New technologies in blasting and explosives, BME, ‘internet of things’ IoT, centralised blasting system CBS, XPLOLOG technology, Joe Keenan managing director
As mining companies rapidly shift their strategies and operating models to leverage digital transformation, new technologies in blasting and explosives are making an ever more vital contribution to bottom-line improvements.
According to Joe Keenan, managing director of BME, a combination of market volatility, changing global demand and radically different input economics has contributed to a seismic shift in the industry.
“Automation in mines, new analytic capabilities, digital workers and remote operation are just some examples where technologies disrupt the mining industry today,” says Keenan.
“At BME, our turnkey blasting offering is based on our ongoing investment in technology in precisely these fields; combining the power of mobile computing and cloud data storage to enhance safety, productivity and information transparency, allowing quicker and better decision-making.”
He highlights the internet of things (IoT) as an important driver of mine profitability through safe, efficient and automated operations.
“Our AXXIS centralised blasting system (CBS), for example, takes the benefits of electronic detonation into the underground environment – with active monitoring and detection that gives mines the ability to take corrective action before a blast instead of just remedial action afterwards,” he says.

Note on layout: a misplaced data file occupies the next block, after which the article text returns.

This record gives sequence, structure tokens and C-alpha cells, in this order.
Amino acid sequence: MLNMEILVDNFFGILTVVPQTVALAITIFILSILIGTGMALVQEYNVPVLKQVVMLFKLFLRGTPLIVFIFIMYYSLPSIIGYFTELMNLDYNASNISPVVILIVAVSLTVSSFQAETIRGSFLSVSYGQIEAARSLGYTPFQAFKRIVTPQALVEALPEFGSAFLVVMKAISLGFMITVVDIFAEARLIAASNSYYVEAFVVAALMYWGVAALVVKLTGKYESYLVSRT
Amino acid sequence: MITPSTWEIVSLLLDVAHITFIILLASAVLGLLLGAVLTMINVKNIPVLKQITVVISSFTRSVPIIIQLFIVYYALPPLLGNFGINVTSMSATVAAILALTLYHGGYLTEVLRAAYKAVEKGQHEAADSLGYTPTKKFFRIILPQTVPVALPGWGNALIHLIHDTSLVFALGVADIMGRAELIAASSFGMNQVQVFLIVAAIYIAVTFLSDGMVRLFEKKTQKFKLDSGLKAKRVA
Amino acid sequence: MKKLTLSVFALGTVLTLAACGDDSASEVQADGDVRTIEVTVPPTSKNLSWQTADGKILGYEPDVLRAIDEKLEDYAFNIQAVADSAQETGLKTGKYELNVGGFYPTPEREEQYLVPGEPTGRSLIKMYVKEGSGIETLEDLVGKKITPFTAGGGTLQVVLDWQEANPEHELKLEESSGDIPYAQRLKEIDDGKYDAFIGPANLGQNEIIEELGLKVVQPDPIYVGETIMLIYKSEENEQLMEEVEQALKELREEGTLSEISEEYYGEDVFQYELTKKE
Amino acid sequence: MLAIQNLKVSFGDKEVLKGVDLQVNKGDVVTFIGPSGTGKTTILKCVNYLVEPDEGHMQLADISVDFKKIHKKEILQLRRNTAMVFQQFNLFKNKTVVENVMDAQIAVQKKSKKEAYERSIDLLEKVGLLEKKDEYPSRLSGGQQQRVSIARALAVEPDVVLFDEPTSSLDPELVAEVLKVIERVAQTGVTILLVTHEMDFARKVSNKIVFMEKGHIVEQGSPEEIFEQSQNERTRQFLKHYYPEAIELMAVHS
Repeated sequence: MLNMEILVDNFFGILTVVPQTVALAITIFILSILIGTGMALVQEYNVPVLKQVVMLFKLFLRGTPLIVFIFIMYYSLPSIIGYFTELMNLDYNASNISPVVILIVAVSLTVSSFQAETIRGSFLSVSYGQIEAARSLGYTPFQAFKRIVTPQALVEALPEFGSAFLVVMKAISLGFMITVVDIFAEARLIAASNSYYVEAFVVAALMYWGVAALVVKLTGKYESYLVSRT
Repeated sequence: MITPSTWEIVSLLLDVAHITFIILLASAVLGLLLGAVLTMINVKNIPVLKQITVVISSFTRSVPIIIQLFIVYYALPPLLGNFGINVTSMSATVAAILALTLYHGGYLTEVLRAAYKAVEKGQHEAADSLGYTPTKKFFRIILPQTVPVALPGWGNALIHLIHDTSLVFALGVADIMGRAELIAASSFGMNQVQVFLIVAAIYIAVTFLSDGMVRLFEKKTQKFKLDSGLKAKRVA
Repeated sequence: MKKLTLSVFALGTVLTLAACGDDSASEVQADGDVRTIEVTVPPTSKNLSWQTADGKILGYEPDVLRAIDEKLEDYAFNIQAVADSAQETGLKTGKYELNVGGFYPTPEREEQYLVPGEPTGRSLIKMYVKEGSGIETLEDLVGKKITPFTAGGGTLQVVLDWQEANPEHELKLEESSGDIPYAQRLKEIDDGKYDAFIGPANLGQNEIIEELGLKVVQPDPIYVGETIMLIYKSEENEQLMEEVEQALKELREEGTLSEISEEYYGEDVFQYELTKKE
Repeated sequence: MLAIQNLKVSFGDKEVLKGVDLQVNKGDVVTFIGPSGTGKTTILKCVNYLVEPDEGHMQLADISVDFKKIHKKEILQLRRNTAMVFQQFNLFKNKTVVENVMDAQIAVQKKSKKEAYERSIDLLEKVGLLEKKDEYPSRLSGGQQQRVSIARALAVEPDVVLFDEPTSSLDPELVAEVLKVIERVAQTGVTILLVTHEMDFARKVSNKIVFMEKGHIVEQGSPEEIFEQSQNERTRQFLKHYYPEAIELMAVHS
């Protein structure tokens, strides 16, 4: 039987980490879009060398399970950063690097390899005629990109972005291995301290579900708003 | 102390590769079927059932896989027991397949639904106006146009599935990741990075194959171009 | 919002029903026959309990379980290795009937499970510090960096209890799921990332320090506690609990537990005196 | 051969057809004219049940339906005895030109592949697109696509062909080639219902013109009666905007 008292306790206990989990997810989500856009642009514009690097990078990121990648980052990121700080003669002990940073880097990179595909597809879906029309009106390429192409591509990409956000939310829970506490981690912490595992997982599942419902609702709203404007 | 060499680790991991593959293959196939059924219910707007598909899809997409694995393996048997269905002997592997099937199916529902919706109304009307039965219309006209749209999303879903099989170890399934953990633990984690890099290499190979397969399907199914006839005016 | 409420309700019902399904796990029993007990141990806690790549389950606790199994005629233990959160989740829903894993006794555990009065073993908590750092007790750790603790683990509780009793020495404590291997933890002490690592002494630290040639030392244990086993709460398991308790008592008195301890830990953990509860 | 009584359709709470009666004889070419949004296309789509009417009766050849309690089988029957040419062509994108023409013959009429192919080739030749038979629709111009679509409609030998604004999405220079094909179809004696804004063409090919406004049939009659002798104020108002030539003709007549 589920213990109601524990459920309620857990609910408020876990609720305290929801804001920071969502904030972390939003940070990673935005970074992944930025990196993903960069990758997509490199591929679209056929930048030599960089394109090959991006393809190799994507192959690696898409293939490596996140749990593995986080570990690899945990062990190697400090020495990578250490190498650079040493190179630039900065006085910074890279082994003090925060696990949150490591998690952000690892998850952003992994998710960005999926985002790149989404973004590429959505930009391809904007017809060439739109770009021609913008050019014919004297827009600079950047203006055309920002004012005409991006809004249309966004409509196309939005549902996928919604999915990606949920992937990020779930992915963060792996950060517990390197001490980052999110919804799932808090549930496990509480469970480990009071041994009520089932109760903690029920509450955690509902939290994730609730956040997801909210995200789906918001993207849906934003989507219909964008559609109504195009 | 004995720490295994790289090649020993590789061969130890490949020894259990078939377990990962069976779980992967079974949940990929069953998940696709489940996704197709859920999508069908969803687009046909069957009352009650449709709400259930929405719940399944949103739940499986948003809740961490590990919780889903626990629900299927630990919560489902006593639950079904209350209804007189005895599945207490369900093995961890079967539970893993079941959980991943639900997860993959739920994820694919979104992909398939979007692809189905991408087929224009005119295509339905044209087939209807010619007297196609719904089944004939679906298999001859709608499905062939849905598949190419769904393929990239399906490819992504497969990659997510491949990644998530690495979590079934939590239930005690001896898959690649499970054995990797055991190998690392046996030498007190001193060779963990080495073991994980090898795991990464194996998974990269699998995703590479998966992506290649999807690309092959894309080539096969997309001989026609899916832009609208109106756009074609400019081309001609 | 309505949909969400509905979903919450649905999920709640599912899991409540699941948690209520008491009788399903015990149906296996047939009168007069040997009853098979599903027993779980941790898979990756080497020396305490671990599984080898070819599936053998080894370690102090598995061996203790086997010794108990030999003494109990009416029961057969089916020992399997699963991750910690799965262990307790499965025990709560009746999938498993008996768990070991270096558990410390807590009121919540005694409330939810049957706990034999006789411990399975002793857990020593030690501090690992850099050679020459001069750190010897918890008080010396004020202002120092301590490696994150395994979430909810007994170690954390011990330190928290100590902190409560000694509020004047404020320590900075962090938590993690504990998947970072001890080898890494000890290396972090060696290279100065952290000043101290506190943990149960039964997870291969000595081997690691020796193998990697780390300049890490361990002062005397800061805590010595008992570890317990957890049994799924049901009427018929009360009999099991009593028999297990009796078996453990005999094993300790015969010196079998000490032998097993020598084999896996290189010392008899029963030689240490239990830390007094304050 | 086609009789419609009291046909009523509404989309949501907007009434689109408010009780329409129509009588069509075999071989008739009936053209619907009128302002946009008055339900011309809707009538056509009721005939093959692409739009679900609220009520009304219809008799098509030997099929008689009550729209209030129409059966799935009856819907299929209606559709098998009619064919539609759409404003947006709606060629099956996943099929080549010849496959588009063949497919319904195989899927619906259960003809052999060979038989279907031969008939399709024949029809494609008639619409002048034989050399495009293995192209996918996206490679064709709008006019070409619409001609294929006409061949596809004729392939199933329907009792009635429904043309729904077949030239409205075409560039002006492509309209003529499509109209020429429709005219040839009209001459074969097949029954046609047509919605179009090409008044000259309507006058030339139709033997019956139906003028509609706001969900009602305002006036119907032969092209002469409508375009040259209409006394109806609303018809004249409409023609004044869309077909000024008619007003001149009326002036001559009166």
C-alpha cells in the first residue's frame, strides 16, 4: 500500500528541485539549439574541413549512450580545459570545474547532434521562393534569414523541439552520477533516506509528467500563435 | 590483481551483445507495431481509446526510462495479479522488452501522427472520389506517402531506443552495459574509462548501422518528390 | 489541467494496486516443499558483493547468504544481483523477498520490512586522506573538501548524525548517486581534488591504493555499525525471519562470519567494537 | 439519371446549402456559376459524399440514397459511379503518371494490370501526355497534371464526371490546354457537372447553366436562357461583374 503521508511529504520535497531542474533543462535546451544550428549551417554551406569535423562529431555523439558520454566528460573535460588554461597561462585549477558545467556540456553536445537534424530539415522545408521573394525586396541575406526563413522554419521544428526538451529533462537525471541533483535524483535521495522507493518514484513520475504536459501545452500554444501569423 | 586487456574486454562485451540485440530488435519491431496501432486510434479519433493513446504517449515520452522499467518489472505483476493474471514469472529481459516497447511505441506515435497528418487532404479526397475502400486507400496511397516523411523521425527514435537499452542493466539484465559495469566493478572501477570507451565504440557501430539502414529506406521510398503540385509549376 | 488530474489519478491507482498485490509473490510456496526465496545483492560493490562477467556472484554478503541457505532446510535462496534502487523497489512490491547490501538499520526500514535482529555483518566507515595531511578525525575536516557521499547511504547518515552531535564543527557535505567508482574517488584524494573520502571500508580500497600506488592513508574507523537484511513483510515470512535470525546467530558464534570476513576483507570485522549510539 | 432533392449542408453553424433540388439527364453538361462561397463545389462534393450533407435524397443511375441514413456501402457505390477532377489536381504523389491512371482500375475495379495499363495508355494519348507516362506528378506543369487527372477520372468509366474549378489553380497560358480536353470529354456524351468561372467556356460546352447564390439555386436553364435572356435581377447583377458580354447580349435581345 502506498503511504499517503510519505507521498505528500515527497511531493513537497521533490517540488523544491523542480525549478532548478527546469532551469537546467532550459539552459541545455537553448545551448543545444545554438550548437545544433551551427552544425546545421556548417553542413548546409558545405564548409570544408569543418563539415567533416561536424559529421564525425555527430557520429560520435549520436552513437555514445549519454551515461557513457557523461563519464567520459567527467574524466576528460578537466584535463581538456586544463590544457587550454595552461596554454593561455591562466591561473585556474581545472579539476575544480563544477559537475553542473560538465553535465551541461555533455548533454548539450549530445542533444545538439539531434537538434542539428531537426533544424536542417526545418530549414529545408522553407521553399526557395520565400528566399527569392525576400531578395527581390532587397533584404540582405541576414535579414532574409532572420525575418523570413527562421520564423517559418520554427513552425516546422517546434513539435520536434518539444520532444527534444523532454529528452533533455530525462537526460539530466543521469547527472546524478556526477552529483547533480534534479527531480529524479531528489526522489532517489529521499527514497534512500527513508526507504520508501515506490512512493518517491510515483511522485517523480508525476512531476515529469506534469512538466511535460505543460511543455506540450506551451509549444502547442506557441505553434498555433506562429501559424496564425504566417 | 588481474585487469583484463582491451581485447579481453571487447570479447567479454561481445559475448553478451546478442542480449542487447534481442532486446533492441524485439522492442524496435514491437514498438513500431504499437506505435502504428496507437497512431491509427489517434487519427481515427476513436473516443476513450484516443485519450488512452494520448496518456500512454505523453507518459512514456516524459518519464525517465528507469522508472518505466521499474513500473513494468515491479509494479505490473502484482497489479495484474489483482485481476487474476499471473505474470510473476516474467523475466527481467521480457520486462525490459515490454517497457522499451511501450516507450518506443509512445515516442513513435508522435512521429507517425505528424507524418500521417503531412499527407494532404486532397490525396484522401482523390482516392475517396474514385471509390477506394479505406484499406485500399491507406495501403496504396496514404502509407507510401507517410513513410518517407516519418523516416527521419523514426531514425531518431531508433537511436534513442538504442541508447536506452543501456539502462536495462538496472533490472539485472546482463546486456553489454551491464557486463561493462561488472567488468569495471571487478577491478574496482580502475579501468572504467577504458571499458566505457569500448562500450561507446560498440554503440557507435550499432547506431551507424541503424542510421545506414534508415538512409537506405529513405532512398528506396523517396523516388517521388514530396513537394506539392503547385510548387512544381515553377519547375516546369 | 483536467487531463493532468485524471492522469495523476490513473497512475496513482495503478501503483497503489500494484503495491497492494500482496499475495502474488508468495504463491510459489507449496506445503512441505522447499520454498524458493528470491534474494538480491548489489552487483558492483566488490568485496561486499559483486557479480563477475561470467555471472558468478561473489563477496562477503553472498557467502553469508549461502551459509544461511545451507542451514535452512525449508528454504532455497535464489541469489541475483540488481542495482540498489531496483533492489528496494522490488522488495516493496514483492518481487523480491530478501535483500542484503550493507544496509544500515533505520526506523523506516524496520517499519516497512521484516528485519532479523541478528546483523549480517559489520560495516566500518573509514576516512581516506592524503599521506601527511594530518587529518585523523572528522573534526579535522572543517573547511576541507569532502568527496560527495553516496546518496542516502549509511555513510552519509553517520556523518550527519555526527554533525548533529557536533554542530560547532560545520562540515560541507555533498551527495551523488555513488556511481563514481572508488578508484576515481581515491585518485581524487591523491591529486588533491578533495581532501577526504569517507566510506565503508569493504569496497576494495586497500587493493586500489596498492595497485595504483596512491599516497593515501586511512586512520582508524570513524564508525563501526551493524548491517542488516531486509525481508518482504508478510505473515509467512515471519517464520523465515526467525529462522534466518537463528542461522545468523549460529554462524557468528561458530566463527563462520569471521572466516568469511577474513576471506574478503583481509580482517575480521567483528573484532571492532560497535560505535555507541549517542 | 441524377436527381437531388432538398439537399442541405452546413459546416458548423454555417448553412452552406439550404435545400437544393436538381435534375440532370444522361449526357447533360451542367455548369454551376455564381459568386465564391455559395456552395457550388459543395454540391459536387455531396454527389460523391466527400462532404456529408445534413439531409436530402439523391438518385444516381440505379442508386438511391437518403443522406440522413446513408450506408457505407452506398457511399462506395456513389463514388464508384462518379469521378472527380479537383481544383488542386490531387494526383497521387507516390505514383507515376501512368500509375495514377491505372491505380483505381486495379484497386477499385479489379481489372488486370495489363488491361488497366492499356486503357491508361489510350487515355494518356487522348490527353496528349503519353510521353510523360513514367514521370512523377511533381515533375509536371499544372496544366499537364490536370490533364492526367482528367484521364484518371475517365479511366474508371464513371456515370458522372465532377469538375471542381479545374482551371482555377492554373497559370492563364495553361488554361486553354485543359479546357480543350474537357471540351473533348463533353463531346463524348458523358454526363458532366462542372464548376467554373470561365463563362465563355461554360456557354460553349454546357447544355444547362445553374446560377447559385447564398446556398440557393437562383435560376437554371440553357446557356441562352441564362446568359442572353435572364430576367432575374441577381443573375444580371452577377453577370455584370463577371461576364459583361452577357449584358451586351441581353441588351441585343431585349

“The system’s data collection capability provides faster insights and improved blast prediction using advanced analytics and data tools; it also allows data visualisation through dashboards and easier information accessibility.”
In similar fashion, BME’s XPLOLOG technology closely monitors the activity and performance of teams conducting drilling, charging and stemming on a blast site and controls the utilisation of key resources like emulsions.
“XPLOLOG captures detailed information on each hole, picking up inconsistencies or issues that could reduce the quality of a blast,” he says. “This easy-to-use tool can upload and download data, presenting it on a dashboard for better management decision-making – and integrates with our powerful BLASTMAP III design software.”
Driving this work is BME’s Innovation Hub, a dedicated division that commercialises its technology to benefit customers. Staffed by experts including physicists, engineers and chemists, it continuously improves various aspects of the company’s offerings – from emulsion formulations and blast modelling, to mobile app technology and data transparency.
“The landscape of Mining 4.0 is no longer about commodities; rather, the focus is now on embracing technology and evolving as an industry,” says Keenan. “This means increasing collaboration between mines and their partners; we are constantly being approached by our customers to participate in new mining technologies, so we work increasingly in collaboration with them to find solutions for the industry as a whole.”
He highlighted how a more interconnected and information-based mining operation will continue to push the envelope of which activities really need human interaction – and which can be automated. The possibilities for new operating models and new levels of optimisation will create the next wave of differentiation in the industry, he argues.